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dc.contributor.advisor Awad, Ibrahim Hussein, Sara 2019-01-08T07:23:25Z Fall 2018 en_US 2019-01-08
dc.description.abstract This thesis investigates how the Egyptian migrant subject who chooses to cross the Mediterranean through irregular means to reach Europe is discursively constructed in Egyptian media, particularly in the wake of the 2016 Rashid boat sinking. In both official and public discourse, this highly visible and well-documented accident raised questions on accountability and the role of the state in this situation. By identifying and analyzing the themes represented throughout a diverse collected fieldwork corpus of various Egyptian media, statements by public officials and organizations, newspaper articles and editorials, television talk show programming, and popular cultural production, this thesis offers a lens to study the dynamics of Egyptian irregular mobility. This research uses critical discourse analysis to examine the ways in which these individuals have been represented by hegemonic narratives linking them to the material conditions of socio-economics and wider securitization policy that shape the production of knowledge on this issue. en_US
dc.format.extent 102 p. en_US
dc.format.medium theses en_US
dc.language.iso en en_US
dc.rights Author retains all rights with regard to copyright. en
dc.subject migrant en_US
dc.subject irregular migration en_US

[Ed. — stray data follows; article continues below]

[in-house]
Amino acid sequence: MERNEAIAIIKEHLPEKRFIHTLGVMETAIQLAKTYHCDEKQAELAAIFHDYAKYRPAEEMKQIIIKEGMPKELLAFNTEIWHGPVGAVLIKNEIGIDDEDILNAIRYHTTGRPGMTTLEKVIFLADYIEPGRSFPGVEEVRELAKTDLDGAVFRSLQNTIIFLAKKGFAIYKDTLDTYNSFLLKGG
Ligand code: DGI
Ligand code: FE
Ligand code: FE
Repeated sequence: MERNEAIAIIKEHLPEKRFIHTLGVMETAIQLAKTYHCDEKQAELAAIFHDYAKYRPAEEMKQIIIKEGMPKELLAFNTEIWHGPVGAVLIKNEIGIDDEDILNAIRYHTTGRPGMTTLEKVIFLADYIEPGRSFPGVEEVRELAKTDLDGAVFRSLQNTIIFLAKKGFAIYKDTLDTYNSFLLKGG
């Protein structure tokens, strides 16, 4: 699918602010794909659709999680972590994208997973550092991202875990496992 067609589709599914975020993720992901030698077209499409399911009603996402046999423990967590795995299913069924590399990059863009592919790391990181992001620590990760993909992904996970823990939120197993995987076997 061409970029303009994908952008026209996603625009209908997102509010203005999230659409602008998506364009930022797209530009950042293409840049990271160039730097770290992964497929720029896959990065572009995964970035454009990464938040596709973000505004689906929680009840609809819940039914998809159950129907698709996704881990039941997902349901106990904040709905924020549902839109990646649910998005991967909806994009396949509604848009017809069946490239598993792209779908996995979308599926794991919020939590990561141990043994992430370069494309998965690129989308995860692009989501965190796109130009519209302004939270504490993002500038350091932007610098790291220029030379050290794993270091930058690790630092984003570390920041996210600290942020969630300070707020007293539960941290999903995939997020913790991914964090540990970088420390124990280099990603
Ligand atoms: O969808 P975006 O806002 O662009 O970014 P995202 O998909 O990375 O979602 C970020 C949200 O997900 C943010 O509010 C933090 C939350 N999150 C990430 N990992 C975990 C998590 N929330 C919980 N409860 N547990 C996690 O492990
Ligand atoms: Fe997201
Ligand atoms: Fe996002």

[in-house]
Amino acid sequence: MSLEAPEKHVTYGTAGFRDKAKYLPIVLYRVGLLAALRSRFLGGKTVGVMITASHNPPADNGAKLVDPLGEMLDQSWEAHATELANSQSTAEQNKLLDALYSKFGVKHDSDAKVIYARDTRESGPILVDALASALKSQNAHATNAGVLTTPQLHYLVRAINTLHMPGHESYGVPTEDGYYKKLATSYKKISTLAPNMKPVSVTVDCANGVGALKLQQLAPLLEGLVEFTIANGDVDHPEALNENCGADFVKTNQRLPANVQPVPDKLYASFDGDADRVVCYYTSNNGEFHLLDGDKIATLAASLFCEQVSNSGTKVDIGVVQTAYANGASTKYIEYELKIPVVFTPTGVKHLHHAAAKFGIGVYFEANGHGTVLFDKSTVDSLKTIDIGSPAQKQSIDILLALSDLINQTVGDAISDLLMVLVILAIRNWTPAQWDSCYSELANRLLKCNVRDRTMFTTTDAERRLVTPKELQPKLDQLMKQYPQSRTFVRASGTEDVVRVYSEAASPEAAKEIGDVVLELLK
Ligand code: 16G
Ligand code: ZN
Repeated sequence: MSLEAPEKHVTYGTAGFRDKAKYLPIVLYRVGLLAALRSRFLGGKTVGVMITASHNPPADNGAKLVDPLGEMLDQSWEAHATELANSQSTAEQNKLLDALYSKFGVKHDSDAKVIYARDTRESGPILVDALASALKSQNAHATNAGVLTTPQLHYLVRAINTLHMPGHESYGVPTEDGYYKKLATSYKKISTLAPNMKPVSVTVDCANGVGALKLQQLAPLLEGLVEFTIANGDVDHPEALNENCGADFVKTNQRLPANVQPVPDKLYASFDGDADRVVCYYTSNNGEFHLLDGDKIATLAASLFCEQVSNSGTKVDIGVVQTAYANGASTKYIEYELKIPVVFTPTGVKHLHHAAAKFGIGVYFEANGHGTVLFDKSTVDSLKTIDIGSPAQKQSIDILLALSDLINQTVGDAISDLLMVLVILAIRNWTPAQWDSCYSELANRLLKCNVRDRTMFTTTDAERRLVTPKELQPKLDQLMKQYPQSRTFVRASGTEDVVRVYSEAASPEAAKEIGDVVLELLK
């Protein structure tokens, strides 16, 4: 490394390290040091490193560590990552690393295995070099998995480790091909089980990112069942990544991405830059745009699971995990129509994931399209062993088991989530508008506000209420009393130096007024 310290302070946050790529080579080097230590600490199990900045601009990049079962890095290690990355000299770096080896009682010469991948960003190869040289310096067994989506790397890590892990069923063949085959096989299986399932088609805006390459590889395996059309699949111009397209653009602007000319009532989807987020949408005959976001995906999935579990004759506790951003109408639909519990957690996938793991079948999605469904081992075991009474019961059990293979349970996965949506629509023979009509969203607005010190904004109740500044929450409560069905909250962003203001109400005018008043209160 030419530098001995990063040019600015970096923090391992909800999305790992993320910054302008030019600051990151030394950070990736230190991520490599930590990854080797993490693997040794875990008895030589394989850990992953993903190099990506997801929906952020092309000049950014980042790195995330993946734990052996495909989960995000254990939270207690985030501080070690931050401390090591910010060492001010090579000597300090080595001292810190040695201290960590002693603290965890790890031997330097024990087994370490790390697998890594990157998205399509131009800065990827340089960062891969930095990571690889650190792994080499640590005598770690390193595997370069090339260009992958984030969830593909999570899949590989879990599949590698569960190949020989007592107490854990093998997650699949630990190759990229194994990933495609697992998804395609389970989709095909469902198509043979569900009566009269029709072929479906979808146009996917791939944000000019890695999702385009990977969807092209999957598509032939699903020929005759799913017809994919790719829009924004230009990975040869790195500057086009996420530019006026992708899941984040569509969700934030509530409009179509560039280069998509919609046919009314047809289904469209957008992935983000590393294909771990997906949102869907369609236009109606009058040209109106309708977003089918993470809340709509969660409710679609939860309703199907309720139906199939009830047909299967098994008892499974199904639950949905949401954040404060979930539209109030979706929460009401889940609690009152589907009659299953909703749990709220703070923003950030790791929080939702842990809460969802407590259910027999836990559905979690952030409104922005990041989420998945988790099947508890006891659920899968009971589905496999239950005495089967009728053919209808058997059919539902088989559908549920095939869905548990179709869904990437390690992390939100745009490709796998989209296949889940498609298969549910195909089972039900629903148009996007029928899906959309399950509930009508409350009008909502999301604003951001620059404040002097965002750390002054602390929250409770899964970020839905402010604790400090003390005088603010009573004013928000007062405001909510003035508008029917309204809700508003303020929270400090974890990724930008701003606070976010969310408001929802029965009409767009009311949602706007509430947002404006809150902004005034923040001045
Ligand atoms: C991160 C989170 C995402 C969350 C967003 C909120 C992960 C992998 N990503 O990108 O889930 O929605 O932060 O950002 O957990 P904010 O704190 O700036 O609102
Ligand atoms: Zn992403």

dc.subject egyptian migrant en_US
dc.subject representation en_US
dc.subject migration discourse en_US
dc.subject mediterranean migration en_US
dc.subject migration securitization en_US
dc.subject.lcsh Thesis (M.A.)--American University in Cairo en_US
dc.title Cross-Mediterranean Egyptian migrants: a discursive analysis en_US
dc.type Text en_US
dc.subject.discipline Middle East Studies en_US
dc.rights.access This item is restricted for 2 years from the date issued en_US
dc.contributor.department American University in Cairo. Middle East Studies Center en_US
dc.embargo.lift 2021-01-07T07:23:25Z
dc.description.irb American University in Cairo Institutional Review Board approval is not necessary for this item, since the research is not concerned with living human beings or bodily tissue samples. en_US
dc.contributor.committeeMember Gamblin, Sandrine
dc.contributor.committeeMember Mehrez, Samia

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  • Theses and Dissertations [1732]
    This collection includes theses and dissertations authored by American University in Cairo graduate students.

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